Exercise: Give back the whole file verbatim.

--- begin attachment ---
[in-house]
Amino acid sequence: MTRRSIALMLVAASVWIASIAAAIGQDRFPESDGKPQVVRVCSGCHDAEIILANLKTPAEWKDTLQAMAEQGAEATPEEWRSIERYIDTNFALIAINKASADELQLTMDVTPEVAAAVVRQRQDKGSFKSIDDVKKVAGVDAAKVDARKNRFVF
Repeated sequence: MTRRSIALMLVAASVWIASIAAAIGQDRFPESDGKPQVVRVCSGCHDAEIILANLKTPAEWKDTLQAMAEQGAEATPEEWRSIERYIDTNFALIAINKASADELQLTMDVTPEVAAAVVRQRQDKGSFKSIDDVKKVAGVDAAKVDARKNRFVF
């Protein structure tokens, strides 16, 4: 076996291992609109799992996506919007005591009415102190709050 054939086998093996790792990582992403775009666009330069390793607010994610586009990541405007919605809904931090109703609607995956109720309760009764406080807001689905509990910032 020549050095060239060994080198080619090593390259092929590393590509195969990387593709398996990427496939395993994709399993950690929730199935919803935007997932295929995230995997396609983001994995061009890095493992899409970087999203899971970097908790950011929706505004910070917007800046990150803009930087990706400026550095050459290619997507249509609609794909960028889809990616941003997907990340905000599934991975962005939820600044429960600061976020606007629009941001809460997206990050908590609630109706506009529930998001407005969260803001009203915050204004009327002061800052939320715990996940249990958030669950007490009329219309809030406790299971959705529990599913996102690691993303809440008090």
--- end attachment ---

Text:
[in-house]
Amino acid sequence: MTRRSIALMLVAASVWIASIAAAIGQDRFPESDGKPQVVRVCSGCHDAEIILANLKTPAEWKDTLQAMAEQGAEATPEEWRSIERYIDTNFALIAINKASADELQLTMDVTPEVAAAVVRQRQDKGSFKSIDDVKKVAGVDAAKVDARKNRFVF
Repeated sequence: MTRRSIALMLVAASVWIASIAAAIGQDRFPESDGKPQVVRVCSGCHDAEIILANLKTPAEWKDTLQAMAEQGAEATPEEWRSIERYIDTNFALIAINKASADELQLTMDVTPEVAAAVVRQRQDKGSFKSIDDVKKVAGVDAAKVDARKNRFVF
């Protein structure tokens, strides 16, 4: 076996291992609109799992996506919007005591009415102190709050 054939086998093996790792990582992403775009666009330069390793607010994610586009990541405007919605809904931090109703609607995956109720309760009764406080807001689905509990910032 020549050095060239060994080198080619090593390259092929590393590509195969990387593709398996990427496939395993994709399993950690929730199935919803935007997932295929995230995997396609983001994995061009890095493992899409970087999203899971970097908790950011929706505004910070917007800046990150803009930087990706400026550095050459290619997507249509609609794909960028889809990616941003997907990340905000599934991975962005939820600044429960600061976020606007629009941001809460997206990050908590609630109706506009529930998001407005969260803001009203915050204004009327002061800052939320715990996940249990958030669950007490009329219309809030406790299971959705529990599913996102690691993303809440008090």